Shutting Twitter backdoors
Having recently been warned by Twitter that his password might have been compromised, Terence Eden changed his Twitter password. But having 'changed the lock on the Twitter door', he realised that the door to the service remained wide open in the form of OAuth access.
OAuth is a protocol for granting third party services access to an account (such as a Twitter account), without having to tell the third party your password. For this to work, the user simply needs to confirm in Twitter that app XZY is permitted to access his or her Twitter profile. This permission is then completely unrestricted – even after the user changes his or her password.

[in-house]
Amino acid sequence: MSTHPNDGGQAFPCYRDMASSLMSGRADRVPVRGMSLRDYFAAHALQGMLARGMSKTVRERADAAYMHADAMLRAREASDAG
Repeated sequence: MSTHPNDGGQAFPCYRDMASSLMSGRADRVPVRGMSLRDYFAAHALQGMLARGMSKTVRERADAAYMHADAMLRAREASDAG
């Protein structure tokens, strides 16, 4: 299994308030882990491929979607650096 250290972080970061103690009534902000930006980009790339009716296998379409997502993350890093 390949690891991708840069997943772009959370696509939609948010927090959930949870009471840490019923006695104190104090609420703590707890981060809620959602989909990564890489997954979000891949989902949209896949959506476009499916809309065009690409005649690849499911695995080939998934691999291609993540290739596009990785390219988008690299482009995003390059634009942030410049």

This means that once an attacker has got hold of a user's password, he can authorise services of his choice, such as 'My Backdoor'. Twitter then issues an OAuth token to My Backdoor allowing it to access Twitter in future. This token remains valid even after the legitimate account owner has reset his password. The My Backdoor service, which is controlled by the attacker, now has unrestricted access to the user's Twitter account.
To resolve this problem, Twitter would have to at least offer the option of revoking OAuth tokens when the user changes his or her password – as Yahoo!, for example, does. Until Twitter introduces a similar option, if in doubt, Twitter users should remove all authorised connections from the account settings manually.
- Twitter fails to block Cross Site Scripting flaw, a report from The H.